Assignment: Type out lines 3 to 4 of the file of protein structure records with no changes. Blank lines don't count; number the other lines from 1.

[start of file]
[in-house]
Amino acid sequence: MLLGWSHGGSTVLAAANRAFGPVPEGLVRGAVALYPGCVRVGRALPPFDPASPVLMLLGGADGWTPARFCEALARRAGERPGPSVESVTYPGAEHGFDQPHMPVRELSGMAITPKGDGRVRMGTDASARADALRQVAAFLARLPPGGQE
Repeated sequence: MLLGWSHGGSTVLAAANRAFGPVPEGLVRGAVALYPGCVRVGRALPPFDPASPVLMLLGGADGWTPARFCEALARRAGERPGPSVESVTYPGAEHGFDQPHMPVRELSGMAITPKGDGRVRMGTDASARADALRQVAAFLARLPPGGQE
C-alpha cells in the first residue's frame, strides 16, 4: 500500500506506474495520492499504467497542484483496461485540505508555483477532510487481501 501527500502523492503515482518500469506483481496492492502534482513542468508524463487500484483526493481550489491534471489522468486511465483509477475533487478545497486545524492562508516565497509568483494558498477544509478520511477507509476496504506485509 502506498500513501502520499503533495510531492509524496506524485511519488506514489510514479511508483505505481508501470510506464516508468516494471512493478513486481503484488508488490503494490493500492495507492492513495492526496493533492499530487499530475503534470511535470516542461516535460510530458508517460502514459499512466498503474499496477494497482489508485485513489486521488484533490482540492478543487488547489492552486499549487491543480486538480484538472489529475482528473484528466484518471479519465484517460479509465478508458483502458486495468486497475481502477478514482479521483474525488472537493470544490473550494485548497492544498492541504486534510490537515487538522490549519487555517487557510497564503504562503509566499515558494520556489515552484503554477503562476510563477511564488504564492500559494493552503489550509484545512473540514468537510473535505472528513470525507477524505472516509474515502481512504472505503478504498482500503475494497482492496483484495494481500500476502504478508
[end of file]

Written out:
Repeated sequence: MLLGWSHGGSTVLAAANRAFGPVPEGLVRGAVALYPGCVRVGRALPPFDPASPVLMLLGGADGWTPARFCEALARRAGERPGPSVESVTYPGAEHGFDQPHMPVRELSGMAITPKGDGRVRMGTDASARADALRQVAAFLARLPPGGQE
C-alpha cells in the first residue's frame, strides 16, 4: 500500500506506474495520492499504467497542484483496461485540505508555483477532510487481501 501527500502523492503515482518500469506483481496492492502534482513542468508524463487500484483526493481550489491534471489522468486511465483509477475533487478545497486545524492562508516565497509568483494558498477544509478520511477507509476496504506485509 502506498500513501502520499503533495510531492509524496506524485511519488506514489510514479511508483505505481508501470510506464516508468516494471512493478513486481503484488508488490503494490493500492495507492492513495492526496493533492499530487499530475503534470511535470516542461516535460510530458508517460502514459499512466498503474499496477494497482489508485485513489486521488484533490482540492478543487488547489492552486499549487491543480486538480484538472489529475482528473484528466484518471479519465484517460479509465478508458483502458486495468486497475481502477478514482479521483474525488472537493470544490473550494485548497492544498492541504486534510490537515487538522490549519487555517487557510497564503504562503509566499515558494520556489515552484503554477503562476510563477511564488504564492500559494493552503489550509484545512473540514468537510473535505472528513470525507477524505472516509474515502481512504472505503478504498482500503475494497482492496483484495494481500500476502504478508